Investing can be a challenging exercise, although the principle behind it is deceptively simple: buy when prices are low. However, this is easier said than done. Even seasoned investors who attempt to time the market to buy at the most advantageous periods don’t expect to succeed every single time.
Good thing there’s a proven investment strategy you can adopt that can make it simpler to manage your investments in a volatile market. It’s a method that allows you to purchase more when prices are lower and buy less when costs are higher. This investment approach is called dollar cost averaging.
Dollar cost averaging – the basics
Dollar cost averaging involves investing the same amount of money in a target security (e.g., stocks, exchange-traded funds (ETFs), mutual funds, etc.) at regular intervals within a set timeframe. This means you’ll be purchasing shares regardless of price using the same sum of money.
Let’s say, for example, you’re thinking of investing $1,000 in stocks within the first five months of the year.
With dollar cost averaging, you’ll be investing $200 every month until you reach the fifth month.
Schedule Amount Share Price Shares Purchased
Month 1 $200 $10 20
Month 2 $200 $10 20
Month 3 $200 $8 25
Month 4 $200 $7 28.5
Month 5 $200 $9 22.2
TOTAL $1000 AVE. PRICE/SHARE: $8.64 TOTAL SHARES: 115.7
Else, you could invest the entire $1,000 at any time within your target timeframe.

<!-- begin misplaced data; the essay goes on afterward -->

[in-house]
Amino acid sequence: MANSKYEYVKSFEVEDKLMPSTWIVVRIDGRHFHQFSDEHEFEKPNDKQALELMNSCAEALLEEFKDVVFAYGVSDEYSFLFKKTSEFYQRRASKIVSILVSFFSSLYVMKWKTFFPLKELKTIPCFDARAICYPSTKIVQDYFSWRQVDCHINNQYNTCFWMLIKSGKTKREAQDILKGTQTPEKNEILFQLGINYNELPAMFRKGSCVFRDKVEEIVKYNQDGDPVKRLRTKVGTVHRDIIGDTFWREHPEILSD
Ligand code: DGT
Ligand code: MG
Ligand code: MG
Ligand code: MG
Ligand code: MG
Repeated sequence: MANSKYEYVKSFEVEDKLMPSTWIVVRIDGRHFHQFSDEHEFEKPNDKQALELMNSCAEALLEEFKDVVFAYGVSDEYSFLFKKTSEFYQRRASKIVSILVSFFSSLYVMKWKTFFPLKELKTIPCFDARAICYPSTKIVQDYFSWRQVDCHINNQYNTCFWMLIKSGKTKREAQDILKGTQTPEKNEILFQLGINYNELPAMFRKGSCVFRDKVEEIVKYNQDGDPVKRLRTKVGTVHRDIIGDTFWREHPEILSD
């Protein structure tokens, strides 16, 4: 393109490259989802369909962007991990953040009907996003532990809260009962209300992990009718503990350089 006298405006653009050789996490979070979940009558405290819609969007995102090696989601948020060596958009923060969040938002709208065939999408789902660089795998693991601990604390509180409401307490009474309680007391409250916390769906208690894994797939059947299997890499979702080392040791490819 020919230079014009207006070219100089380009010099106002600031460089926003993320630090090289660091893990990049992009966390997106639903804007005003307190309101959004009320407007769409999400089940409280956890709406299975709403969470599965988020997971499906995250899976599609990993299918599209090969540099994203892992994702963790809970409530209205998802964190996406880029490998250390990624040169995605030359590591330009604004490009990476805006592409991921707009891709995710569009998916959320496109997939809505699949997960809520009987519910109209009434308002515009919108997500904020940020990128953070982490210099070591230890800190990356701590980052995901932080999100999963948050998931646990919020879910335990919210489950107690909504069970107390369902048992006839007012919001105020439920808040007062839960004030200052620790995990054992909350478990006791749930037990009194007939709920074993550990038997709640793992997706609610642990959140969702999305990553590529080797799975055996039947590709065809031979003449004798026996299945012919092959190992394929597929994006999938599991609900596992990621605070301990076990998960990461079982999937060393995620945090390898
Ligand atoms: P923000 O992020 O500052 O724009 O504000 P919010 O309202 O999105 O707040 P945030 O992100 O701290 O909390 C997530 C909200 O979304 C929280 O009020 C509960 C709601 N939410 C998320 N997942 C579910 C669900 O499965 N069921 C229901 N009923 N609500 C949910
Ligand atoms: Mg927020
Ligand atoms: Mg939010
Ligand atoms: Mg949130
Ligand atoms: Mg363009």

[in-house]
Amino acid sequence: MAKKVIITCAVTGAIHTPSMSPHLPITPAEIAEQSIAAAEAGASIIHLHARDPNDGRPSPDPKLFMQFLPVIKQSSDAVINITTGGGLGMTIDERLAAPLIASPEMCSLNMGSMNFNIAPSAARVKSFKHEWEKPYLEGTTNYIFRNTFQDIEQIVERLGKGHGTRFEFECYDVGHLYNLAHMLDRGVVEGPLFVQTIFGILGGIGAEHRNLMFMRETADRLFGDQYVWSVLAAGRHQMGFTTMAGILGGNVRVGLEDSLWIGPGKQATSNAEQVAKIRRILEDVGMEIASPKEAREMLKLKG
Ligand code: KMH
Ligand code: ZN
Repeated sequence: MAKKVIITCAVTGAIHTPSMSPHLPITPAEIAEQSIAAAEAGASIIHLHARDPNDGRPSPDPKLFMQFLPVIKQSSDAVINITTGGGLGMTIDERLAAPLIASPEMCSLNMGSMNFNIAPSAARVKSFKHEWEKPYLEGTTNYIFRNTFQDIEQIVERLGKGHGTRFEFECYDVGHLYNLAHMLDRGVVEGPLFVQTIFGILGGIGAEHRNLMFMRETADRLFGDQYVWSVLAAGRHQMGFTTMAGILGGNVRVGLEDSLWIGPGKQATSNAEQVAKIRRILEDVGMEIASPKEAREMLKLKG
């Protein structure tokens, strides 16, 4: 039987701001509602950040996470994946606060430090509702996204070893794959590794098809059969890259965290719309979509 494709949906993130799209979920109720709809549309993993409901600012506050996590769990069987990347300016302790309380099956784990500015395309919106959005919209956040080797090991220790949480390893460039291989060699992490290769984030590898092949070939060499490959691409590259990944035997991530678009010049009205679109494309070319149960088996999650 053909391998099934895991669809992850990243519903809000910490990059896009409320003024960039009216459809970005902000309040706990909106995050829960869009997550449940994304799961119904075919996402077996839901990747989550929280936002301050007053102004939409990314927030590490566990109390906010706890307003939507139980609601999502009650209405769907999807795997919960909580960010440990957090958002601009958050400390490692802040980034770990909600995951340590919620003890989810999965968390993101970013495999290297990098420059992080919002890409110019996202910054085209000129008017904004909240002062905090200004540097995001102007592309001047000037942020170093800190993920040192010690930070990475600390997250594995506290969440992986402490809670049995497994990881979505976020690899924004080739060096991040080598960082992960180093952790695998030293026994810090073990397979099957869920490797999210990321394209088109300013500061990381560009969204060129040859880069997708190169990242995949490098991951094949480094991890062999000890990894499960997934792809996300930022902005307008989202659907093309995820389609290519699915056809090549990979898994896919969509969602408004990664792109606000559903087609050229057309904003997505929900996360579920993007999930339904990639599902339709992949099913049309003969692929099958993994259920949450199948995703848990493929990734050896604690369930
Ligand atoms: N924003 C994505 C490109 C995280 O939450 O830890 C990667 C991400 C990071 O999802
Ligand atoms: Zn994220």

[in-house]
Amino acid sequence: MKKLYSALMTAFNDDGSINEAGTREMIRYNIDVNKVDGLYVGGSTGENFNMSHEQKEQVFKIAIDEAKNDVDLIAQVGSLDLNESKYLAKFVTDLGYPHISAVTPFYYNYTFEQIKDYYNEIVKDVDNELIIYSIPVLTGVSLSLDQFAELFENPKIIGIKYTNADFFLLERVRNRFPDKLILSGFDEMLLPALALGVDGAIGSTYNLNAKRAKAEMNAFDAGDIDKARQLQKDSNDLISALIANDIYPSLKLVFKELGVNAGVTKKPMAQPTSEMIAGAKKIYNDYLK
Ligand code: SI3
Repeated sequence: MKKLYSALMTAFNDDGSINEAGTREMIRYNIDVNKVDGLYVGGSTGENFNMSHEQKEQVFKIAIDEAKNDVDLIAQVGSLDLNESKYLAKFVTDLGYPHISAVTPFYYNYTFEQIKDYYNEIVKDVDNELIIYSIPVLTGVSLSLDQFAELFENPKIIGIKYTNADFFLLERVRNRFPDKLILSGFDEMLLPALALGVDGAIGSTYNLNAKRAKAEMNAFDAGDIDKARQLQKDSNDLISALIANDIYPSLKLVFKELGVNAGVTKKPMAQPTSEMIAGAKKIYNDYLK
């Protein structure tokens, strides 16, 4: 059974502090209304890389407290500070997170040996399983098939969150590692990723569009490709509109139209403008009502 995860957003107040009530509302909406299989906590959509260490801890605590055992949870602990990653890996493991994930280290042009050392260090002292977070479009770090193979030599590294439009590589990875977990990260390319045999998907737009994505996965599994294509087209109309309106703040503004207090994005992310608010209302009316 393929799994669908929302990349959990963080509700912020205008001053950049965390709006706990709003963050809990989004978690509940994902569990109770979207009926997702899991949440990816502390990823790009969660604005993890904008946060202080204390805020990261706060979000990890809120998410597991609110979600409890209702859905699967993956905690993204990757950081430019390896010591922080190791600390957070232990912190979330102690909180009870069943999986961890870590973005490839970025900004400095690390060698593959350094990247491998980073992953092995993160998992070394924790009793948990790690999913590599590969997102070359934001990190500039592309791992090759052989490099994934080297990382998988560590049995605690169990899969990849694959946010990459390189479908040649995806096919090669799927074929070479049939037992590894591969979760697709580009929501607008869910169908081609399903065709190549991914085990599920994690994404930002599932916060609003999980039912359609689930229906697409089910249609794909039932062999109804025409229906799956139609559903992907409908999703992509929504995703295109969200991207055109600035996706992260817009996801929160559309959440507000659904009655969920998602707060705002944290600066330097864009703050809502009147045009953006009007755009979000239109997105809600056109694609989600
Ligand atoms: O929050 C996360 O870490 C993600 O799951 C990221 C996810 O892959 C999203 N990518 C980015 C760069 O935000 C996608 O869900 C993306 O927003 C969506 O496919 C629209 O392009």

However, for investors who want to make investing a habit and are aiming to lower their average cost per share, dollar cost averaging makes total sense.
Going back to the example, dollar cost averaging lets you take advantage of the lower share prices in Months 3, 4, and 5, thereby reducing the average cost per share. Although the price per share is $10 in the first two months, the average cost per share turns out to be $8.64, thanks to your investments in the last three months. You also get to accumulate a total of 115.7 shares.
Conversely, should you decide to invest the entire $1,000 in Month 1, you’ll be paying $10 per share and be able to purchase 100 shares – which is 15 shares less compared to when you apply dollar cost averaging.
You may think you can always invest the entire sum in Month 3 or 4 to get the best results.
However, as pointed out at the beginning of this post, timing the market is a risky exercise. You can never really tell with absolute certainty when prices are going up or down. You need to make very calculated risks for this strategy to work for you.
With dollar cost averaging, you can lessen the effect of volatility on your portfolio.
Give dollar cost averaging a try
If you’re new to investing, dollar cost averaging is a prudent investment strategy worth considering.
Not only does it encourage you to make regular investments, but it can also cushion your investment from the highs and lows the market goes through.
If this article has inspired you to think about your own unique situation and, more importantly, what you and your family are going through right now, please contact your advice professional.
Disclaimer: The information contained in this article is general in nature and does not take into account your personal objectives, financial situation or needs. Please consider whether the information is appropriate to your circumstance before acting on it and, where appropriate, seek professional advice.